Jul. 6, 2021
Arizona Game And Fish Bans Trail Cameras For Hunting
The Arizona Game and Fish Commission unanimously approved a ban on trail cameras, used to take pictures and videos to aid hunting. The commission ruled that the cameras breach the Fair Chase Doctrine.
Jul. 4, 2021
Small Towns Plan For More Growth — And Less Water
As drought strains much of the state, and tens of thousands of newcomers move to the busy Front Range each year, towns like Severance are thinking about growth – and water usage – in ways that they never have before.
Jun. 29, 2021
Lessons From Drops In Greenhouse Gas Emissions During Lockdown
Fewer greenhouse gasses were emitted globally over the last year, as people drove and flew less during pandemic-related lockdowns. But new research suggests scientists may have underestimated just how big of a drop there was.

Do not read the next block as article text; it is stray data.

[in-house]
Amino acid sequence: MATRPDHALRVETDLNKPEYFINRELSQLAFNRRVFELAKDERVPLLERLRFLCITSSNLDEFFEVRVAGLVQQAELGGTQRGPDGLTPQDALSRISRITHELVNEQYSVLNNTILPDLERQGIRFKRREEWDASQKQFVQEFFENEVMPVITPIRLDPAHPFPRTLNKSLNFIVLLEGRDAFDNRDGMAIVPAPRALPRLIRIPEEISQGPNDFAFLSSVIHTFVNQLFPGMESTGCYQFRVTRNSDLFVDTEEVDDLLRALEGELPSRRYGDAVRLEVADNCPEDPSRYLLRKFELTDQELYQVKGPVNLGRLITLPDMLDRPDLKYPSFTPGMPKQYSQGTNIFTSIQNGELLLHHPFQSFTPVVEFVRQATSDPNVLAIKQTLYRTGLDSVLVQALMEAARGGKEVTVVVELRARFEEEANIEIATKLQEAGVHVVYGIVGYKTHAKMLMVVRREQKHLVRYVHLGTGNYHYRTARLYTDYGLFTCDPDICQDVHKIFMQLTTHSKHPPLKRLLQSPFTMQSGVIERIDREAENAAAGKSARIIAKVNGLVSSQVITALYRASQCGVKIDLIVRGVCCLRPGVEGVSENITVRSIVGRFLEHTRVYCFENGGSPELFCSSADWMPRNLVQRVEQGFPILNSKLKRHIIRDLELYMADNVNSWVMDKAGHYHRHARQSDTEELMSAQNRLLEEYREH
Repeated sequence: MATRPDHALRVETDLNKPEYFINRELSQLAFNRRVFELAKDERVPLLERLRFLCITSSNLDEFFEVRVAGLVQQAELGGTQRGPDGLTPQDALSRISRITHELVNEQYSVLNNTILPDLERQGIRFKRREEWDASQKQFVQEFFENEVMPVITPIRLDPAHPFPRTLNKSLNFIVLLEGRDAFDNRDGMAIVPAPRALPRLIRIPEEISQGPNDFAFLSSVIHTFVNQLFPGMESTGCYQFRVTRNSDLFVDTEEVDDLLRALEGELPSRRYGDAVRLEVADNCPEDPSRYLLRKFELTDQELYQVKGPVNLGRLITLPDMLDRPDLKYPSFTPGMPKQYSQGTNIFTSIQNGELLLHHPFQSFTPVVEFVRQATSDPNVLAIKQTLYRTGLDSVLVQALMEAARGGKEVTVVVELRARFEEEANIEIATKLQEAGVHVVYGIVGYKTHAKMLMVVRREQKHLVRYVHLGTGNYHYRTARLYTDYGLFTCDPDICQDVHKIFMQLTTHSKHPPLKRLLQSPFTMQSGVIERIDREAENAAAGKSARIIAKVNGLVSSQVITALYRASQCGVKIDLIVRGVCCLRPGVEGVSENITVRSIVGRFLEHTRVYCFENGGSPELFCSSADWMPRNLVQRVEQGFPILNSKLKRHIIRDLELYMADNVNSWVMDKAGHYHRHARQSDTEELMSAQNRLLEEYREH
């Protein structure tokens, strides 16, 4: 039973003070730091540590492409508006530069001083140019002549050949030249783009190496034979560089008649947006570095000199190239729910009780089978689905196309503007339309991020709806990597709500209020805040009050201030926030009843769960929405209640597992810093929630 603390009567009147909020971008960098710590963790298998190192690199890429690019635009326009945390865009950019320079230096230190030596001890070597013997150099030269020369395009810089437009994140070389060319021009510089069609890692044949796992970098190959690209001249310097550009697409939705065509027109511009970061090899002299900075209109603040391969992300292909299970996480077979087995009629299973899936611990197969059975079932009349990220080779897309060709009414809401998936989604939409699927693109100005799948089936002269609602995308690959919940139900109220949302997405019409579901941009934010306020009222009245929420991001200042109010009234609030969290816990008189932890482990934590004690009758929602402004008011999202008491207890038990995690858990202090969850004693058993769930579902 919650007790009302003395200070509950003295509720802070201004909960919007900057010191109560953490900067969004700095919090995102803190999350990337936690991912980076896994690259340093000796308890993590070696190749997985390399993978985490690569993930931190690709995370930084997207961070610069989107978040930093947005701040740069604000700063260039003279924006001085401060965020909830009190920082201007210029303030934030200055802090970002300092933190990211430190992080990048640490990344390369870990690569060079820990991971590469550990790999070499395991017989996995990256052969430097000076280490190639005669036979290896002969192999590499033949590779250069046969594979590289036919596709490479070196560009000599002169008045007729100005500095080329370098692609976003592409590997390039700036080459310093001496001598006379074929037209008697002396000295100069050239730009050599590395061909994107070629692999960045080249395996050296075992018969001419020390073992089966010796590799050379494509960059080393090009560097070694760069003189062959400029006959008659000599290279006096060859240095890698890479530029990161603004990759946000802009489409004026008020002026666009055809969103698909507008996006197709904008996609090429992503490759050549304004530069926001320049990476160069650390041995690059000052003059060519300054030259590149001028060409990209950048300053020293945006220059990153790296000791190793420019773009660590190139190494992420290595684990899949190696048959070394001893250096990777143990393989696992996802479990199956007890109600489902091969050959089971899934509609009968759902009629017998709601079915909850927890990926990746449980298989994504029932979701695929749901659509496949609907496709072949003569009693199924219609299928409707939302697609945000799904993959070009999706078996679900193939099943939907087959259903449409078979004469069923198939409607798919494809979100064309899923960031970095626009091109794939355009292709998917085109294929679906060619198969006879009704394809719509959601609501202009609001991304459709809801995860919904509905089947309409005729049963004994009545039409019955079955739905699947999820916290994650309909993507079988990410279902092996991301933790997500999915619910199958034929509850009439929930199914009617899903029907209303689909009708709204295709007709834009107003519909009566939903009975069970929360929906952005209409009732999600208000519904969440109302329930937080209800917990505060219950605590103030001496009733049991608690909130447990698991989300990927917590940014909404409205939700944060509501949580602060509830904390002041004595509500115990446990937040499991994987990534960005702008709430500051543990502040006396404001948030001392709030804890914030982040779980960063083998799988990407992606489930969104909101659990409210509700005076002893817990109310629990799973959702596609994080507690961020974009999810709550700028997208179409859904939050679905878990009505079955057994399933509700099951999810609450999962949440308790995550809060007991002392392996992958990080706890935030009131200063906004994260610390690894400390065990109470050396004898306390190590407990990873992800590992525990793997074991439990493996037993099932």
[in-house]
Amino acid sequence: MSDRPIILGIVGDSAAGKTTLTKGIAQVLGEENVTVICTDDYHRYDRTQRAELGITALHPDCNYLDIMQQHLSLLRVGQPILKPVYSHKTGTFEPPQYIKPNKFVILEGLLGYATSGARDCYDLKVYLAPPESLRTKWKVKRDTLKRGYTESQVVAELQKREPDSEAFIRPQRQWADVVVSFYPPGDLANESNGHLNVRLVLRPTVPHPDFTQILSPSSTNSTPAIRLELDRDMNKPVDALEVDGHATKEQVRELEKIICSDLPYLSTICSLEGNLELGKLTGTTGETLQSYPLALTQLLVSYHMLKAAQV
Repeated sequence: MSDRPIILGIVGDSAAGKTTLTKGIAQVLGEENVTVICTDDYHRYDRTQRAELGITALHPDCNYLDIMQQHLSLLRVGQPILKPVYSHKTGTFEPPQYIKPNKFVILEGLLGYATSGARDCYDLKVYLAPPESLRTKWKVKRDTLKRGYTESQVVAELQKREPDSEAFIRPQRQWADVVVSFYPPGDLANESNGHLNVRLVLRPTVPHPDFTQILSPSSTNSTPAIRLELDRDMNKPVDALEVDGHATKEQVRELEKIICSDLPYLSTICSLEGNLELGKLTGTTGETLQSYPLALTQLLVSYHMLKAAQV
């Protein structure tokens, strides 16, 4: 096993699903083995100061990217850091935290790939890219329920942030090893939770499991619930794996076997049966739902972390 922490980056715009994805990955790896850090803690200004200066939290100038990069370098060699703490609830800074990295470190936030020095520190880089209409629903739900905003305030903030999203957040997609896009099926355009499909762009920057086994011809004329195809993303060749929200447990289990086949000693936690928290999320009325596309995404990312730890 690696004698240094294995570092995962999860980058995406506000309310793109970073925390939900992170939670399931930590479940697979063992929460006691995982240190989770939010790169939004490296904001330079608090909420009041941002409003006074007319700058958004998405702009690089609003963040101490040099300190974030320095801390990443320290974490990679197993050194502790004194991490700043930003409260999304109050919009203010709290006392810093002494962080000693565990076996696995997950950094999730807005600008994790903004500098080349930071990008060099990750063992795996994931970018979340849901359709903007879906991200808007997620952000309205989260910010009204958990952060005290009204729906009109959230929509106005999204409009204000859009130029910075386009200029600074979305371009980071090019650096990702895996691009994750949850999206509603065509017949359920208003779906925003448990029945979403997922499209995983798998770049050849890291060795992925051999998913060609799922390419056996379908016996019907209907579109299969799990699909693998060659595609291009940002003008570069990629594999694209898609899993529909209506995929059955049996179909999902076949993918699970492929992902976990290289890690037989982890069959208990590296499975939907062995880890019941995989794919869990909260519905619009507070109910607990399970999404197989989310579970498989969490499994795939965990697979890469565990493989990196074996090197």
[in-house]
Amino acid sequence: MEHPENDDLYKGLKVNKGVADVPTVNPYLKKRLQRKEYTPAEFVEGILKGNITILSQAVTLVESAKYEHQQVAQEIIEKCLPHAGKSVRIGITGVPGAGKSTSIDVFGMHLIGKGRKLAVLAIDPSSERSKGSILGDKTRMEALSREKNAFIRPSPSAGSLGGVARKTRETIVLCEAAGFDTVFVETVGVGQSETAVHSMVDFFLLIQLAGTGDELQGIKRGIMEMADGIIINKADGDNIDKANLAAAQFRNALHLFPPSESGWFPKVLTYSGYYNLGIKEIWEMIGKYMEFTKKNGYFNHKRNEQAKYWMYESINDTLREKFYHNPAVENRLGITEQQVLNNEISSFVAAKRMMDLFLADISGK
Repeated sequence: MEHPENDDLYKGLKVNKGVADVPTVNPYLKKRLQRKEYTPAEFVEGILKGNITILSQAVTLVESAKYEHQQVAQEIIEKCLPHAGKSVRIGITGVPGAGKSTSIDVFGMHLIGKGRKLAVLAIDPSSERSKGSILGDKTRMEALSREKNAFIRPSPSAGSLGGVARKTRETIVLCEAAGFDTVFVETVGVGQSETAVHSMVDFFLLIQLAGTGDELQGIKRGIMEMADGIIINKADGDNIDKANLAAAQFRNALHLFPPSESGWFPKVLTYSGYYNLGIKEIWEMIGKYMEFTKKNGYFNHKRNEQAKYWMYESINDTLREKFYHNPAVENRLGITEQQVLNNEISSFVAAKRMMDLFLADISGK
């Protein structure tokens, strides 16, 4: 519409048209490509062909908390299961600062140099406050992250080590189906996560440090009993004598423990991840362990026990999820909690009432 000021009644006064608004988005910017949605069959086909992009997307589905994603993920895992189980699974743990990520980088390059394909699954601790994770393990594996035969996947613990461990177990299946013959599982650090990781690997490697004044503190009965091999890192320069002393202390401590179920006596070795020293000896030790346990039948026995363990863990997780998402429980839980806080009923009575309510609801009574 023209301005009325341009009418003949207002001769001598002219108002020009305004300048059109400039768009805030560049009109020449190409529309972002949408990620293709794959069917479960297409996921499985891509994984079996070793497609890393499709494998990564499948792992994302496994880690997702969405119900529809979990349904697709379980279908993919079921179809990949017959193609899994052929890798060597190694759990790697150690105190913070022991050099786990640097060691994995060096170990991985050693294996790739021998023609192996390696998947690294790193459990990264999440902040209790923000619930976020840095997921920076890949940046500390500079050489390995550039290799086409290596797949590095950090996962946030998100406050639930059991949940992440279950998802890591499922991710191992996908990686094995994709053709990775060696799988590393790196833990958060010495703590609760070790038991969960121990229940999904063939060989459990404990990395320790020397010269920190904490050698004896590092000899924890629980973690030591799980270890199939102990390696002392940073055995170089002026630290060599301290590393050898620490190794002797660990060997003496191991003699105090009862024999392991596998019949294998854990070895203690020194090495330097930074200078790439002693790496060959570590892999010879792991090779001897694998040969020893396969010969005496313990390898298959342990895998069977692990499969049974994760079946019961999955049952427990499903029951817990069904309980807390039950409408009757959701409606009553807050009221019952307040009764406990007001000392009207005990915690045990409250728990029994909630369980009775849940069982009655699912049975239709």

Jun. 28, 2021
UA Researchers Create Fantasy Monsoon Game
While some Arizonans are standing by for legalized sports betting, others are anticipating fantasy monsoon.
Jun. 28, 2021
Another Dry Year On The Colorado River Could Force States, Feds Back To Negotiating Table
Colorado River water managers could be pulled back to the negotiating table as soon as next year to keep its biggest reservoirs from declining further.
Jun. 28, 2021
Lithium Mining Threatens Hualapai Sacred Sites
A push for more electric vehicles is bumping up against a western Arizona tribe’s sacred sites and land. A mining company is looking to extract lithium on land owned by the Bureau of Land Management, but that land surrounds Hualapai land on three sides.
Jun. 22, 2021
Cities Of Light Combines Data, Essays To Explore Climate Change
A recent project led by ASU’s Center for Science and the Imagination melds data, essays and fiction in presenting how cities and communities may be changed by a stronger move to renewables — including solar energy. And the project is captured in a book called "Cities of Light: A Collection of Solar Futures."
Jun. 18, 2021
AMLO Promises To Build Solar Energy Project In Sonora